Girl Scout Can Bake Cookies, Not Just Sell Them!
A service project my troop enjoyed doing together!
Troops can do more than sell Girl Scout cookies-they can bake them for a community service project! There are many organizations that can benefit from your girls' efforts. Senior citizen centers, shelters, and our military troops overseas are just some of the groups that can benefit.
This past December, my Brownie Girl Scout troop baked cookies for our military serving overseas. In our community, we have an organization that has a cookie drive for the troops. They send homemade or store bought cookies that are brought to them . I wanted to do a different project for the holiday season, and this one sounded like something my girls would enjoy.
Girl Scout troops of all levels can do this cookie baking project. The level of the troop, as well as how many girls you have, will dictate the kinds of cookies you bake, as well as how much additional help you will need. My girls are second year Brownies (third graders), and I have eleven in my troop. I had five helpers-myself, my co-leader, two other moms, and my sixteen year old daughter.
How to Do a Girl Scout Cookie Baking Project
Once I decided that our girls would bake cookies for the troops, I had to get a field trip approval number from my Council contact. When the trip was approved, I sent an email to parents informing them of the trip and the date. In this email, I also solicited volunteers and sent the permission form as an attachment.
Originally, the cookie baking was going to be at my house. But I lucked out and had a parent volunteer her brand new, very spacious kitchen! Note to leaders…in order to have an off premesis trip such as this, you will need three registered volunteers. Again I lucked out, as the kitchen volunteer was also our troop treasurer.
How to Organize the Girl Scout Cookie Baking ProjectCredit: www.amazon.com
In order for this Girl Scout community service project to work, you really need to be prepared. Road test a few recipes if you do not bake often, otherwise, just use some of your favorites. You can ask a friend for one of her successful recipes.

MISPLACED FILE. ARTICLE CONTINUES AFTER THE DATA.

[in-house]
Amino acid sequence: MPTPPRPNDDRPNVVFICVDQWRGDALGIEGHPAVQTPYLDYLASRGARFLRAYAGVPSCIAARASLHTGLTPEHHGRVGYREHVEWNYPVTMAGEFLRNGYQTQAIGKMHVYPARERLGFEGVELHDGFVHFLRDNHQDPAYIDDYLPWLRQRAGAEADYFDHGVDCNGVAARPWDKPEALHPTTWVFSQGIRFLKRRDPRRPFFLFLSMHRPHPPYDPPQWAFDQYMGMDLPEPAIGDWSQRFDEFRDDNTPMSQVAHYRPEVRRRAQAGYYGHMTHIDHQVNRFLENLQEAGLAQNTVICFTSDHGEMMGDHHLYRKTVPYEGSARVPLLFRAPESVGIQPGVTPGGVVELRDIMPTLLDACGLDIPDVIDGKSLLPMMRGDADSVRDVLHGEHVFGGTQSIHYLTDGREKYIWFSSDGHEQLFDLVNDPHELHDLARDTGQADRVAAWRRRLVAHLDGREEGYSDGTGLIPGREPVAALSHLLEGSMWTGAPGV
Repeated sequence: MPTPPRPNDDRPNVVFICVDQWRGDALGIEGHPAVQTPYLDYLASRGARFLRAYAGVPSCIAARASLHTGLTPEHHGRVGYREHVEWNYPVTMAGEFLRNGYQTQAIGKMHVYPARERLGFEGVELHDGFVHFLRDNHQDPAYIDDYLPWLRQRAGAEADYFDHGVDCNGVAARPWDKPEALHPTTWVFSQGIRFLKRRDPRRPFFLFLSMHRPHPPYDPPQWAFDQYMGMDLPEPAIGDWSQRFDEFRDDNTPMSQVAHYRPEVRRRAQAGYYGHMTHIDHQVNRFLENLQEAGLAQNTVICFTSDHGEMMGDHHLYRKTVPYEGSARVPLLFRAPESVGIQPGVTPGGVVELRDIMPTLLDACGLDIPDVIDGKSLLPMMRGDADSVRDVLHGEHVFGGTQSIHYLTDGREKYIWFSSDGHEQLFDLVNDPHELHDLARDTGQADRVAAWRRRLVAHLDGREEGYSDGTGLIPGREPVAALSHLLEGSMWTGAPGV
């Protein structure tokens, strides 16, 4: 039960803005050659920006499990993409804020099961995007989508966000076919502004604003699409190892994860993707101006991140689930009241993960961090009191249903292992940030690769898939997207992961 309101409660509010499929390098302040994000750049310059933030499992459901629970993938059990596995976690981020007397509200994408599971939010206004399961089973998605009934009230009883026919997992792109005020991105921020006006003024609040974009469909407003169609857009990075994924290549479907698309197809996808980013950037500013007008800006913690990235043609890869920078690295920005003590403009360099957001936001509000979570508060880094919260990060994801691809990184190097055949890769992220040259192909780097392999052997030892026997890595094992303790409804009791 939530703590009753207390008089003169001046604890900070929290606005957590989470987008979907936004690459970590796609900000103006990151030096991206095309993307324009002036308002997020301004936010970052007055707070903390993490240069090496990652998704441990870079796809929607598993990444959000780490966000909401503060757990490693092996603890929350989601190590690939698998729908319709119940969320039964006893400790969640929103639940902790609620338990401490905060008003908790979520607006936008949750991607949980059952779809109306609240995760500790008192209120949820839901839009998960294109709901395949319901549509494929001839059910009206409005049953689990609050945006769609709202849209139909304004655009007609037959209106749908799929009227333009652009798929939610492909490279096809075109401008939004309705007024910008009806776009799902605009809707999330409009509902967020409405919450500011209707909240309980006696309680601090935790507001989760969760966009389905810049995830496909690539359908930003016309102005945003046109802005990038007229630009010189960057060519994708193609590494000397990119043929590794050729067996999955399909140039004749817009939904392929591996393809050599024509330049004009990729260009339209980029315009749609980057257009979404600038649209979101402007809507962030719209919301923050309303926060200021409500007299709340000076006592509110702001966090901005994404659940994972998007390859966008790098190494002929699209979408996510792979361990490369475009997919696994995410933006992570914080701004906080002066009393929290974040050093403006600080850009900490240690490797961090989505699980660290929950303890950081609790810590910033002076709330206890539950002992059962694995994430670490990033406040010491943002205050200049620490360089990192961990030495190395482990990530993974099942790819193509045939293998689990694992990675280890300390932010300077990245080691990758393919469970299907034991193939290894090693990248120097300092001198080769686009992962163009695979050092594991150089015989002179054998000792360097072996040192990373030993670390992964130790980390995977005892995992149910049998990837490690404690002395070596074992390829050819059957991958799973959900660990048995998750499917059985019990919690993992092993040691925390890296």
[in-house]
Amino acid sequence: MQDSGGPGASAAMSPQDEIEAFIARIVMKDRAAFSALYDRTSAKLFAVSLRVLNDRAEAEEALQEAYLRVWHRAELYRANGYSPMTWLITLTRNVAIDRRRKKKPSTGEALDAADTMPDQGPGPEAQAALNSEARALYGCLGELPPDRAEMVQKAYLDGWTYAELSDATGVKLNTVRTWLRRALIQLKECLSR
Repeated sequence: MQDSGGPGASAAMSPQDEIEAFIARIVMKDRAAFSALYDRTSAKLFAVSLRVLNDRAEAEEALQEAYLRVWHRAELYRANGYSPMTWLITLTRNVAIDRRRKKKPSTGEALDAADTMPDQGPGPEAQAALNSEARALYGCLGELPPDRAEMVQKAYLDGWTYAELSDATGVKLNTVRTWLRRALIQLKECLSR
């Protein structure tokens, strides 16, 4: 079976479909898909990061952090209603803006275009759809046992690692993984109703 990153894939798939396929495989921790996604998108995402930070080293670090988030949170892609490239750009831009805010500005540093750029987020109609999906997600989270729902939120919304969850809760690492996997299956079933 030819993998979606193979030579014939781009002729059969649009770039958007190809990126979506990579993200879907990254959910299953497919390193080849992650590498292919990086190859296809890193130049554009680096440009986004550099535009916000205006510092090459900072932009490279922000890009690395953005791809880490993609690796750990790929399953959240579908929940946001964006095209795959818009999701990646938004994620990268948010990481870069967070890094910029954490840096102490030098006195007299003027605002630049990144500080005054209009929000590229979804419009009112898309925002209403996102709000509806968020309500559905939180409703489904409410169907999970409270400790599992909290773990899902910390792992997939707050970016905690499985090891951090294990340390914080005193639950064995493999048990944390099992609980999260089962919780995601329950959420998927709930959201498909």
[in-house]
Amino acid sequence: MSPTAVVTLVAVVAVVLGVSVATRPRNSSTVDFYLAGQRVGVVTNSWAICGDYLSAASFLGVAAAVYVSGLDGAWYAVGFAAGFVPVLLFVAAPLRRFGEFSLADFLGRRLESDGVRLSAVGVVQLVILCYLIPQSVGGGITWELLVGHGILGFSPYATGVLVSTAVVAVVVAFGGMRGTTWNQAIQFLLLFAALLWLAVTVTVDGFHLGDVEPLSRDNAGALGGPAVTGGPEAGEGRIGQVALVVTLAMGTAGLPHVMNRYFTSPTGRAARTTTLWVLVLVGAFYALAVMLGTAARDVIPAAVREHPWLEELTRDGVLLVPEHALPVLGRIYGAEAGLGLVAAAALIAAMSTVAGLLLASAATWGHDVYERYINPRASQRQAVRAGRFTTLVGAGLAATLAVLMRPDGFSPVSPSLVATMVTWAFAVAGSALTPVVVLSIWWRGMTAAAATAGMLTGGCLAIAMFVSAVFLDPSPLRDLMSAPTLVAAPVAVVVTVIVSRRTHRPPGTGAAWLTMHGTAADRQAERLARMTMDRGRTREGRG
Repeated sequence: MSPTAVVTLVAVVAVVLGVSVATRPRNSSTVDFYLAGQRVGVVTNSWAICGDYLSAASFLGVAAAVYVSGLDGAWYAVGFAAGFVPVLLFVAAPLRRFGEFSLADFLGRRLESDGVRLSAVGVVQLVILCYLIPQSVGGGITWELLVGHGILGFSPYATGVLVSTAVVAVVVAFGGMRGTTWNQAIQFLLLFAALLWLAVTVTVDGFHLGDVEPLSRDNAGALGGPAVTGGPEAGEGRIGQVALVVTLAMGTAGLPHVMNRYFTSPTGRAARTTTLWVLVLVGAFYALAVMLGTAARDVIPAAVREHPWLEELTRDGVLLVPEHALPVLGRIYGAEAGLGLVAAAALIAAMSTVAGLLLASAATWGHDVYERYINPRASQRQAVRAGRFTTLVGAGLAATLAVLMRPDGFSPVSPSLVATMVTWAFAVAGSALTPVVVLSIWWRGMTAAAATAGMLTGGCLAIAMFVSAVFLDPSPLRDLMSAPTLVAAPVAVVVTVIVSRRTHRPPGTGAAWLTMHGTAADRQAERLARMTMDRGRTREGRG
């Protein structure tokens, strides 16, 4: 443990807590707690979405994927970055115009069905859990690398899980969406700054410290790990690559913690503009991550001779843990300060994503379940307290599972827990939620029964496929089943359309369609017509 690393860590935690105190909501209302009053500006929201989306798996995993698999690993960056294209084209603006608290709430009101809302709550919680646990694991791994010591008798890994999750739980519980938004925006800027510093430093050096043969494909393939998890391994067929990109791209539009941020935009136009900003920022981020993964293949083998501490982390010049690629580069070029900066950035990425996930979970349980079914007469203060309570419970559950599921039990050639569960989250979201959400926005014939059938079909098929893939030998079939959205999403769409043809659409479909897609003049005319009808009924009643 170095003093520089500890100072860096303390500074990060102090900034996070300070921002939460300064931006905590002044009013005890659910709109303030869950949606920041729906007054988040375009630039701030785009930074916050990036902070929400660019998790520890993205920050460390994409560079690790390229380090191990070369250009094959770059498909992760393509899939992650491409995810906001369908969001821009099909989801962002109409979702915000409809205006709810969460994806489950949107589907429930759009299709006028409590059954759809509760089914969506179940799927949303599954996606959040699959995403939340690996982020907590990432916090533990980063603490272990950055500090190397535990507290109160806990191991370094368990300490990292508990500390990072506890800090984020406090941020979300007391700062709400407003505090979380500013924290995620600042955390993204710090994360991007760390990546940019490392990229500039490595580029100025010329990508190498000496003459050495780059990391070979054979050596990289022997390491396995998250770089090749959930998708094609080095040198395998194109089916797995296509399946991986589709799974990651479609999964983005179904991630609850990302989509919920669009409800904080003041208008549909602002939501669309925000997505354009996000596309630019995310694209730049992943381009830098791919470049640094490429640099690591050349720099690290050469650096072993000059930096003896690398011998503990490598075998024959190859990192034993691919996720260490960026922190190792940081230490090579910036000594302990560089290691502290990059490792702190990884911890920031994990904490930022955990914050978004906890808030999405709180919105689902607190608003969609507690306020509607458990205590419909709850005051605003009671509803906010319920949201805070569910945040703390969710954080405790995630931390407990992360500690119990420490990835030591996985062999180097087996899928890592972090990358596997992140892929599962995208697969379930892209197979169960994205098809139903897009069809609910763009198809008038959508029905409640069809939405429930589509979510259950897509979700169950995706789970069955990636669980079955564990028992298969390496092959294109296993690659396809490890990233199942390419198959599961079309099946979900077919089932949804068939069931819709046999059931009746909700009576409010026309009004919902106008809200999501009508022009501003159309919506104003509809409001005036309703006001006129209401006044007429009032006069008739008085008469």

You have to decide what kind of cookies you want your girls to make. Drop cookies? Cookie bars? Cut-out cookies? You also need to decide if they are going to do all of the baking and measuring on the field trip kitchen or if you are going to do it in advance. The type of cookie you make and how capable your girls are will dictate how you proceed
Because I wanted this to be hands on with minimal mess, I decided on a cut-out cookie recipe. I went to Target’s after Halloween sale and scored colorful sugars and sprinkles for half price.
The week before our Girl Scout cookie baking project, I sent out an email to the parents. I wanted the girls to bring their own rolling pin and two of their favorite cookie cutters. Both of these items had to be labels somehow with the girls name to avoid any mix-ups. If any of your girls do not have any of these items, it is fine.
While our trip took place during one of our regularly scheduled meetings, I did need to extend the time a half hour. This extra time may not work for everyone, so I asked the parents to inform me if their daughter was being picked up at our usual time. I needed to know this information so make my groups.